Technical note: Evaluation of a commercial on-farm milk leukocyte differential tester to identify subclinical mastitis cases in dairy cows

I. Robles, D. T. Nolan, C. A. Fendley, H. L. Stokley, T. L. France, J. L. Ferrell, J. H.C. Costa

Research output: Contribution to journalArticlepeer-review

1 Scopus citations

Abstract

The objective of this study was to validate the precision and accuracy of a milk leukocyte differential tester to identify subclinical mastitis cases in dairy cows. Milk samples from individual quarters (n = 320) of 80 Holstein cows were aseptically collected and analyzed in this study. Each sample was divided into 2 replicate samples after mixing. One replicate was analyzed for somatic cell count (SCC) using the current gold standard of flow cytometry immediately after milking. The second sample was evaluated using the on-farm milk leukocyte differential tester directly after milking, where total leukocyte count (TLC; cells/mL) was obtained. The SCC and TLC were used to calculate somatic cell score (SCS) and TLC score [TLS = log2 (TLC/100,000) + 3]. Two subclinical mastitis thresholds were set: >200,000 (low) and >400,000 (high) cells/mL. First, precision was determined between the 2 methods. Total leukocyte count and calculated TLS from the milk leukocyte differential device were compared with the gold standard using correlation and regression coefficient of determination analyses. Correlation coefficients (r) were 0.97 for TLC and SCC and 0.90 for TLS and SCS. The coefficient of determination for regression (R2) was 0.94 for TLC and SCC and 0.80 for TLS and SCS. Slopes of regression for scores and measures were 0.36 [95% confidence interval (CI): 0.35–0.37] and 0.69 (CI: 0.65–0.73), respectively; both were significantly different from 1. Sensitivity, specificity, and diagnostic accuracy were calculated for correct diagnosis of the 2 SCC thresholds using the gold standard as reference. The sensitivity of the on-farm test was 58% (95% CI: 44 to 71%) and 73% (95% CI: 56 to 86%) for the low and high thresholds, respectively. The specificities for the on-farm test were 100% (95% CI: 99 to 100%) and 100% (95% CI: 98 to 100%) for the low and high thresholds, respectively. Subclinical diagnosis accuracies were 93% (95% CI: 89 to 95%) and 96% (95% CI: 92 to 98%) for the low and high thresholds, respectively. The on-farm milk leukocyte differential tester was precise but not overall accurate for total cell counts; it had high specificity and accuracy for diagnosis compared with a standard diagnostic tool. These results suggest that the tested system is a promising technology to detect subclinical mastitis on-farm.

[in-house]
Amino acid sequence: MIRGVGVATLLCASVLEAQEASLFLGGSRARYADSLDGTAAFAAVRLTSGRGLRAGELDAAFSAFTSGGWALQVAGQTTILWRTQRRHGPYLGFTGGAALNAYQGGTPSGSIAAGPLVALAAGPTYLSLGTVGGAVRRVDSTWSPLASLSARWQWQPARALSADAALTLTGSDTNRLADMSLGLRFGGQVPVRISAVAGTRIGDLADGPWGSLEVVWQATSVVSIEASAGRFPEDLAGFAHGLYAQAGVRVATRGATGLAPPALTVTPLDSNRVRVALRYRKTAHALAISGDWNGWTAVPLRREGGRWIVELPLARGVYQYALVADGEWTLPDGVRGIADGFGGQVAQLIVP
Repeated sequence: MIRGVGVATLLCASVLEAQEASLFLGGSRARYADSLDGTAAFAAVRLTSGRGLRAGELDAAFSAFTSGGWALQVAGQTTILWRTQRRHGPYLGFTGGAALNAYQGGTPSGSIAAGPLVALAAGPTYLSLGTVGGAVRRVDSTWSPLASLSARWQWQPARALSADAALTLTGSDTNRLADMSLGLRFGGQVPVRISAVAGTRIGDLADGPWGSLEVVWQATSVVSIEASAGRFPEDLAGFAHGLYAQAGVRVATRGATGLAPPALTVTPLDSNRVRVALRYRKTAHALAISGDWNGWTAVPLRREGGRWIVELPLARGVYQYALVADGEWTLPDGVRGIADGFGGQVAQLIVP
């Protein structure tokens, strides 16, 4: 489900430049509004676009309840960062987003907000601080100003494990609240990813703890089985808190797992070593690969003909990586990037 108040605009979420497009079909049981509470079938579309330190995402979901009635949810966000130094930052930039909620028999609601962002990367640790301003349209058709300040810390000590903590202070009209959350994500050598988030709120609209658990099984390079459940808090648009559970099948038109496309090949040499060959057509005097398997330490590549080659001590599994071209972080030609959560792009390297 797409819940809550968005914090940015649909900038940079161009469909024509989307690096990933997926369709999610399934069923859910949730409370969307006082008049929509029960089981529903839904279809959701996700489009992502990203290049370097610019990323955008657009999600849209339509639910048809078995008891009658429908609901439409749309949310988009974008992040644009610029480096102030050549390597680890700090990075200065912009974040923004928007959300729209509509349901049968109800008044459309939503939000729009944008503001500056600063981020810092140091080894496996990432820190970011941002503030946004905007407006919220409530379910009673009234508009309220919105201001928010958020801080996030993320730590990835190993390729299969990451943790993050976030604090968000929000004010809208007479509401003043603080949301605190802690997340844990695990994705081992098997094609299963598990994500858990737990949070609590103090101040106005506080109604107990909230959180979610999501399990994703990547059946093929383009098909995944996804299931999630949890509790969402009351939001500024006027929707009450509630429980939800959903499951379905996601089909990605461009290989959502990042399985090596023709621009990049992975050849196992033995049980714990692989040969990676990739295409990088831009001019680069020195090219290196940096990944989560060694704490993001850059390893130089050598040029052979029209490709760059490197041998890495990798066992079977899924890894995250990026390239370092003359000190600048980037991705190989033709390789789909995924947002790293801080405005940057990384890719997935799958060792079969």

Original languageEnglish
Pages (from-to)4942-4949
Number of pages8
JournalJournal of Dairy Science
Volume104
Issue number4
DOIs
StatePublished - Apr 2021

Bibliographical note

Funding Information:
We gratefully acknowledge and thank the staff and students of the Coldstream Dairy Research Farm (Lexington, KY) who helped in this experiment, especially Joey Clark, Brittany Core, and Jenna Guinn. This project was funded by Advanced Animal Diagnostics Inc. (Morrisville, NC) through a research project partnership with the Dairy Science Program at the University of Kentucky. The authors have not stated any conflicts of interest.

Publisher Copyright:
© 2021 American Dairy Science Association

Keywords

  • mastitis
  • milk quality
  • precision technology
  • somatic cell count
  • total leukocyte count

ASJC Scopus subject areas

  • Food Science
  • Animal Science and Zoology
  • Genetics

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